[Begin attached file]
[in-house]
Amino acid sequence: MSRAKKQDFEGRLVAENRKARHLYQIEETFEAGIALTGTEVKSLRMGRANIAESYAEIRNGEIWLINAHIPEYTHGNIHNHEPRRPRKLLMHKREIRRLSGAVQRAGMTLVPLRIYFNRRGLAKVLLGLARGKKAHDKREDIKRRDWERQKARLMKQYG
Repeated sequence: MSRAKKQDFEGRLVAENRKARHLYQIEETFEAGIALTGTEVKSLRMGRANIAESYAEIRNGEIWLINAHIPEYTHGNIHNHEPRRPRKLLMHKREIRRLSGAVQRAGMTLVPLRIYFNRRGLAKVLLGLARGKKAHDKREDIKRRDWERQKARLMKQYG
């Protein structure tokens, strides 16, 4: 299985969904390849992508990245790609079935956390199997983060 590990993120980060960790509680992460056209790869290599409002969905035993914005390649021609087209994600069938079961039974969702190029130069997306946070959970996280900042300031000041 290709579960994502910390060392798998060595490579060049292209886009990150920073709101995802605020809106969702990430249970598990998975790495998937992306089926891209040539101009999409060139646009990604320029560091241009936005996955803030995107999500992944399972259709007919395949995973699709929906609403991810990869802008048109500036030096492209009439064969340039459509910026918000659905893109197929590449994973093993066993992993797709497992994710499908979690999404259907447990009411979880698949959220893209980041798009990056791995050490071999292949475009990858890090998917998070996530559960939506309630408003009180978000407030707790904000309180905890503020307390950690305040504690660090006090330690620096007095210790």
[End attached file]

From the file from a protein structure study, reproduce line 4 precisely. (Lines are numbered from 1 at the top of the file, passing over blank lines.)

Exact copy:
């Protein structure tokens, strides 16, 4: 299985969904390849992508990245790609079935956390199997983060 590990993120980060960790509680992460056209790869290599409002969905035993914005390649021609087209994600069938079961039974969702190029130069997306946070959970996280900042300031000041 290709579960994502910390060392798998060595490579060049292209886009990150920073709101995802605020809106969702990430249970598990998975790495998937992306089926891209040539101009999409060139646009990604320029560091241009936005996955803030995107999500992944399972259709007919395949995973699709929906609403991810990869802008048109500036030096492209009439064969340039459509910026918000659905893109197929590449994973093993066993992993797709497992994710499908979690999404259907447990009411979880698949959220893209980041798009990056791995050490071999292949475009990858890090998917998070996530559960939506309630408003009180978000407030707790904000309180905890503020307390950690305040504690660090006090330690620096007095210790």